News article

British Embassy Bangkok and UN Women host dialogue on conflict-related sexual violence survivors and children born out of rape

In Bangkok, British Embassy Bangkok and UN Women in Asia Pacific held talks to develop strategies to respond to the needs of survivors and to prioritise their well-being and security.

British Embassy Bangkok and UN Women in Asia Pacific hosted a dialogue on ‘Addressing the needs of sexual violence survivors and children born out of rape in National Action Plans for Women, Peace and Security in Asia-Pacific’ in Bangkok on 12 January 2017.

The event brought together global and regional experts, civil society, and representatives from UN entities involved in the development of National Action Plans for Women, Peace and Security (NAPs-WPS) to develop strategies to respond to the needs of survivors and to prioritize their well-being and security.

British Embassy Bangkok’s Political Counsellor, Simon Lever, gave opening remarks to underline the UK’s commitment to preventing conflict-related sexual violence.

He emphasized that:

The stigma associated with sexual violence can ostracize survivors from their communities and families, deny them access to justice, and cut them off from support networks

He highlighted that:

The UK will continue to push for high-level international attention to addressing the causes and consequences of sexual violence, and that tackling stigma will continue to be a top priority over the coming years.

UN Women Regional Adviser for Governance, Peace and Security, Hanny Cueva-Beteta, stressed that:

In order to effectively counter stigma against survivors, we must ensure that responses reflect the cultural, social and religious realities of how stigma operates within each context.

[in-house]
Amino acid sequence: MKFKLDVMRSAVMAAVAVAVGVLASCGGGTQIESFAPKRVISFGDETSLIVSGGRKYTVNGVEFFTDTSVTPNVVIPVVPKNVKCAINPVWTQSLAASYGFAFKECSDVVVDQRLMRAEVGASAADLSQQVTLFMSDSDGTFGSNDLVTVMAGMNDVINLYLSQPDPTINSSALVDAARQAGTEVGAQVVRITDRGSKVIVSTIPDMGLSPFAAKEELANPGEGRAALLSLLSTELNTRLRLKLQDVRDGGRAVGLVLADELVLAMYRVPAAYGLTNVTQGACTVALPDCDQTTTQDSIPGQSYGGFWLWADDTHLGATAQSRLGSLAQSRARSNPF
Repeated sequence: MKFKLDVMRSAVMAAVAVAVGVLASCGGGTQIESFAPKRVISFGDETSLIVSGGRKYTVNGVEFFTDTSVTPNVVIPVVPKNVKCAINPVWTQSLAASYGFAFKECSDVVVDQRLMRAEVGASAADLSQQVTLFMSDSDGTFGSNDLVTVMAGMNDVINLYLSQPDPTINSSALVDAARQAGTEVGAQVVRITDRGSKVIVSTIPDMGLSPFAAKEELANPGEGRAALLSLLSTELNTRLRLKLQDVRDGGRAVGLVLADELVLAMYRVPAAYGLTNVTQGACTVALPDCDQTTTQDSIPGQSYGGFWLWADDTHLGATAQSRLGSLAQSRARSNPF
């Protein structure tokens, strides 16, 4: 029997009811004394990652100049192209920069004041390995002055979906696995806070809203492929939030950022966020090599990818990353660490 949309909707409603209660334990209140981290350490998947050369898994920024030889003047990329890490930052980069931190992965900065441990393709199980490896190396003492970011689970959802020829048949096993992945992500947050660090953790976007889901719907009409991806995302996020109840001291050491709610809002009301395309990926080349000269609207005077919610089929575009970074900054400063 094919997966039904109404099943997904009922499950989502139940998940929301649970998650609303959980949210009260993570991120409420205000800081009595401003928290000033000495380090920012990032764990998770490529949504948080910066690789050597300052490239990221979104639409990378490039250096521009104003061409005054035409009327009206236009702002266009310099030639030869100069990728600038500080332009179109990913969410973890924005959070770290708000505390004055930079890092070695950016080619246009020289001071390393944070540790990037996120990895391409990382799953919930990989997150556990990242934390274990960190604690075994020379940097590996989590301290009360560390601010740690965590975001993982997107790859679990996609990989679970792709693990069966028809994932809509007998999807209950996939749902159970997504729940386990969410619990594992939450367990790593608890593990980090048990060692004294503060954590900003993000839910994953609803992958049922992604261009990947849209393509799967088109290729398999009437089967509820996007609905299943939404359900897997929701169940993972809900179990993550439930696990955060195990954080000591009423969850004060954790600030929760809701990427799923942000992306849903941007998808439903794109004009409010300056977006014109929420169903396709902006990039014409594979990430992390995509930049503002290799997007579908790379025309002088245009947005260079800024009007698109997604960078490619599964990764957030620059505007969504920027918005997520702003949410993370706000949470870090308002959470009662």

Expert participants reflected on the needs of survivors in Nepal, Indonesia, the Philippines, Timor-Leste, Sri Lanka and Myanmar, and identified priorities for action. These included the need for collaborative approaches between Government, civil society, service providers, the media, and faith and community organizations as key actors in delivering holistic responses to survivors. Experts also considered that NAPs-WPS and other policy frameworks and mechanisms should promote a multi-sectoral approach to working with survivors that deliver health and psychosocial support, economic opportunities, and safety and security measures.

The discussions and recommendations of the expert group meeting will be reflected in the final report, with the next event to be organised in March 2017.

In July 2016, UN Women and the Government of Japan hosted an Asia-Pacific Regional Symposium on the National Action Plans (NAPs) on Women, Peace and Security (WPS) in Bangkok with over 80 participants from 17 countries to examine the successes and challenges of NAPs-WPS in Asia-Pacific to date. Following the successful symposium, the UK funded this follow up project as part of the wider UK-Japan cooperation on gender in security and conflict.